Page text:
For example, some house flippers aim to pay only about 50% of a home’s market value. So, if you’d get about $400,000 for your house on the open market, only expect $200,000 from some flipping companies.

On the other hand, iBuyers have been known to pay as much as 85% of market value or higher, which on a $400,000 home would be $340,000. Keep in mind, however, that iBuyers will often charge a convenience fee, which at 5%, for example, would reduce the final sale price to $323,000.

According to Marty Morrison, co-owner of Property Bridge Solutions based in Omaha, Nebraska, his company deducts the cost of repairs from a home’s market value and then another 10% to 20% for the convenience of being able to close with a cash offer, for an “as is” property with no Realtor® fees or closing costs. In that scenario, if repairs totaled $10,000 on a home with a $400,000 market value, it would yield around $351,000 after subtracting the repair costs and a 10% convenience fee deduction.

“Your takeaway won’t look as good as your initial offer,” says Gulassa, who cautioned that there is often a gap between what a direct home buyer will initially present to a seller, which may look closer to what they’d get on the open market, and what the offer will drop to after repair estimates and fees.

Gulassa says this offer gap is especially relevant in the current unpredictable market where so many properties across the United States. are selling significantly over listing price. The take home message is: prepare for potentially leaving tens of thousands of dollars on the table by selling to a direct home buyer.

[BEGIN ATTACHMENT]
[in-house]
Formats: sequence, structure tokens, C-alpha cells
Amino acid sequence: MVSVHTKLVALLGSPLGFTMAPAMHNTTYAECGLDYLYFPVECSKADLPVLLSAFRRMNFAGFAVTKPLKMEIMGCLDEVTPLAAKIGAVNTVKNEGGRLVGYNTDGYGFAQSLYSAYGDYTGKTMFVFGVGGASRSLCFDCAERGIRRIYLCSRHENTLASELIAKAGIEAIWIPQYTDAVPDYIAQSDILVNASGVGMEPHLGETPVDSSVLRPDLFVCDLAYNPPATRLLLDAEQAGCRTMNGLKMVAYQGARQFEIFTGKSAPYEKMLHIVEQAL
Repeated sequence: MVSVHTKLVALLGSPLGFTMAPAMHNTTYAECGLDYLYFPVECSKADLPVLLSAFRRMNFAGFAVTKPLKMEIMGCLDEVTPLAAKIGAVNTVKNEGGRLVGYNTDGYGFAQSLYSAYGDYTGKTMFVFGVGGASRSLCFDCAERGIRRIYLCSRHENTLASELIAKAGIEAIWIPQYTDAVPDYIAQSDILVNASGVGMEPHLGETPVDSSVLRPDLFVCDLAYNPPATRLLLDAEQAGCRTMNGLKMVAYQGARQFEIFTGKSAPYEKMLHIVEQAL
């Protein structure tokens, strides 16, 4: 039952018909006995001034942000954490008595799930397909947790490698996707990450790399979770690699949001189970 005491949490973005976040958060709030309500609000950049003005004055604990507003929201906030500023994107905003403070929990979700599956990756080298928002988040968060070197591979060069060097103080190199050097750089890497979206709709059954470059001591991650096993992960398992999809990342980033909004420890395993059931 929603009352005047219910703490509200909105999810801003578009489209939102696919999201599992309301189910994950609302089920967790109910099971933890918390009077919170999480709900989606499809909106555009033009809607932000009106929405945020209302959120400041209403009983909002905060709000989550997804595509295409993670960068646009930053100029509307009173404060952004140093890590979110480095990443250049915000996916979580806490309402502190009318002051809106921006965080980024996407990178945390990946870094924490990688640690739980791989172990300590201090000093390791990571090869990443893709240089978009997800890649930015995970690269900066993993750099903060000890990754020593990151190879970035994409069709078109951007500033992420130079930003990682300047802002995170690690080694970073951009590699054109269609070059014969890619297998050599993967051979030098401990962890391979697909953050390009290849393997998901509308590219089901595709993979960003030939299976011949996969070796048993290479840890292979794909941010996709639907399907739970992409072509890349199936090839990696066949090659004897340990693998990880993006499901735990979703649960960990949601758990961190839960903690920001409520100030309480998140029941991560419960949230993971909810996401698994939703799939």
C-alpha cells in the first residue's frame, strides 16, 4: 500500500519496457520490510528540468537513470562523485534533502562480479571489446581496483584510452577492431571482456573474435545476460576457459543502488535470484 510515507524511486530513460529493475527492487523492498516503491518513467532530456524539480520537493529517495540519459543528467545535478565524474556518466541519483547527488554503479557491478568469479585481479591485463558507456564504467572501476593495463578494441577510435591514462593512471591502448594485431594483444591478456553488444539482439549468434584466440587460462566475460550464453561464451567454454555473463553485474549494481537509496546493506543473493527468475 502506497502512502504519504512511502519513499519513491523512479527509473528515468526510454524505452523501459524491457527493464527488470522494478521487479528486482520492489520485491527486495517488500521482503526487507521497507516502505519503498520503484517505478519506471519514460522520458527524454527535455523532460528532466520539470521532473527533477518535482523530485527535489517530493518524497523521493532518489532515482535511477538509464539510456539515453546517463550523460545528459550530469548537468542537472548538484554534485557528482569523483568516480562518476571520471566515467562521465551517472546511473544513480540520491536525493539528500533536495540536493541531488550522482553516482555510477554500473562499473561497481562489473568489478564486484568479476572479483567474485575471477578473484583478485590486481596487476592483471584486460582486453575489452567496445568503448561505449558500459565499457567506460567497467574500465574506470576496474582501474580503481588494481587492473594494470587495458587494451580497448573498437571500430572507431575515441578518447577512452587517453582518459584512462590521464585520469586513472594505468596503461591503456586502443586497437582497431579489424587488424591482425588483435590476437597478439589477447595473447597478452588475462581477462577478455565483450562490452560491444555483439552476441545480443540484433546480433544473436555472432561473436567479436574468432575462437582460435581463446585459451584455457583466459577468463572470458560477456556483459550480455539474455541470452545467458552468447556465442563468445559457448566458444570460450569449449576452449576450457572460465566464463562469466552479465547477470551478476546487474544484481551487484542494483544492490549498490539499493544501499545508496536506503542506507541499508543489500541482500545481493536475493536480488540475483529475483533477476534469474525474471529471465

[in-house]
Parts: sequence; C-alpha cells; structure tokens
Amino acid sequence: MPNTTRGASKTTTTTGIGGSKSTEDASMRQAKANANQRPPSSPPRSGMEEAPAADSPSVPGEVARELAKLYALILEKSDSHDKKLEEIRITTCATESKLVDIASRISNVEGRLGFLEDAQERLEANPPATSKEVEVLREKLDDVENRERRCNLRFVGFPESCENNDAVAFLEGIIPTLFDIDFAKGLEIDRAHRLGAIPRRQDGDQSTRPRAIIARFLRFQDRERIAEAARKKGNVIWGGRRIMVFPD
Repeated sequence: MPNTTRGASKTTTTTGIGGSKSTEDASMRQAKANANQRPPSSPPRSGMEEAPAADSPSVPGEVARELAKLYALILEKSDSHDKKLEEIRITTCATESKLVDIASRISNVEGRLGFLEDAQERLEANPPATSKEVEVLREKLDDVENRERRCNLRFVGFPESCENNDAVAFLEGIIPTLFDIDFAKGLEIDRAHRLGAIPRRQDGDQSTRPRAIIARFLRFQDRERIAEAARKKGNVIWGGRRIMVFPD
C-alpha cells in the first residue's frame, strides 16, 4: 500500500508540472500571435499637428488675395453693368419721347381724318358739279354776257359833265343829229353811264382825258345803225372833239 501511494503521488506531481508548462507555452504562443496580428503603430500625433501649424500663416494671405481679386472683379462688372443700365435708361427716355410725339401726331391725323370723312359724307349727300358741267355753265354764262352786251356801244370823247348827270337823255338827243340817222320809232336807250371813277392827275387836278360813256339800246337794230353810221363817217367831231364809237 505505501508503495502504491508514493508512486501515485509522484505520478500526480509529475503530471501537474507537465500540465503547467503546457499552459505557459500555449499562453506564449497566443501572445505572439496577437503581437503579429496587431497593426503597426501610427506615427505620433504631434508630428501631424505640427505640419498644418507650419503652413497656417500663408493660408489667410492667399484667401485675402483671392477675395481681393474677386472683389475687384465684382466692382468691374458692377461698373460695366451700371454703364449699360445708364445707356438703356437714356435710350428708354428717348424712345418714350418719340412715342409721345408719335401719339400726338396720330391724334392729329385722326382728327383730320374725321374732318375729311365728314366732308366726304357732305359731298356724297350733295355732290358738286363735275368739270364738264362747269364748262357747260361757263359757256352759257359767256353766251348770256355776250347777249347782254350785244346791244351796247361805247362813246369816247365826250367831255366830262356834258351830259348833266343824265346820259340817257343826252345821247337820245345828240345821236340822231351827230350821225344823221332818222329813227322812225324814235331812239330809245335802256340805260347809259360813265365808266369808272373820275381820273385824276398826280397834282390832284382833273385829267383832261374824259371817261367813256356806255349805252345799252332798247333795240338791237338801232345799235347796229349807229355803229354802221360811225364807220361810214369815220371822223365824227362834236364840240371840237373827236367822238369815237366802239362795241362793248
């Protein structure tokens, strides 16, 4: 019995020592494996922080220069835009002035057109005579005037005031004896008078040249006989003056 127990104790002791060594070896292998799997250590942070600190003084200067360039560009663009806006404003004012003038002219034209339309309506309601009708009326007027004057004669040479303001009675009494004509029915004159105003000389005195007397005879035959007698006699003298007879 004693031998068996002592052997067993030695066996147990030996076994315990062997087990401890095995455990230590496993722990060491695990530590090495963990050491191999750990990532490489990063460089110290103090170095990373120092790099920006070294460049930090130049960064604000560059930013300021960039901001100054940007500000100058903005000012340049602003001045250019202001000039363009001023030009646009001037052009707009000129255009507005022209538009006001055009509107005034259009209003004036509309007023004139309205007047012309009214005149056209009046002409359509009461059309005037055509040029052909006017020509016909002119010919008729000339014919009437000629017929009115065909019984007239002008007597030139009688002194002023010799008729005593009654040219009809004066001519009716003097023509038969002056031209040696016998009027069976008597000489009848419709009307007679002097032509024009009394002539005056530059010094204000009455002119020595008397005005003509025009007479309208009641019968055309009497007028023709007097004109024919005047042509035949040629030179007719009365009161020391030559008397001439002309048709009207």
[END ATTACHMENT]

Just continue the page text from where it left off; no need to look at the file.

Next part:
What are the benefits of using a direct home buyer?

Here are the top reasons to consider selling to a direct home buyer:

  • Quick selling process and speedy closings
  • No-obligation cash offers
  • Simpler process than financed sales
  • Receive a cash payment within weeks
  • Skip repairs and upgrades and sell your home “as is”
  • No need to pay agent commissions
  • Avoid worst case scenario if facing a foreclosure or bankruptcy
  • Less stringent inspections and unlikely to have contingency clauses
  • No need for staging, showings, or public listings
  • Flexible closing and/or move-out dates
  • Greater privacy and no “for sale” signs in your yard
  • Easily sell an inherited or probate property
  • Potential to sell for an acceptable price depending on the company

What are the potential drawbacks of using a direct home buyer?

The following are reasons to consider not using a direct home buyer:

  • Potentially selling for considerably less than on the open market
  • Less competition means no possibility to sell over asking
  • Could pay convenience fees or even hidden fees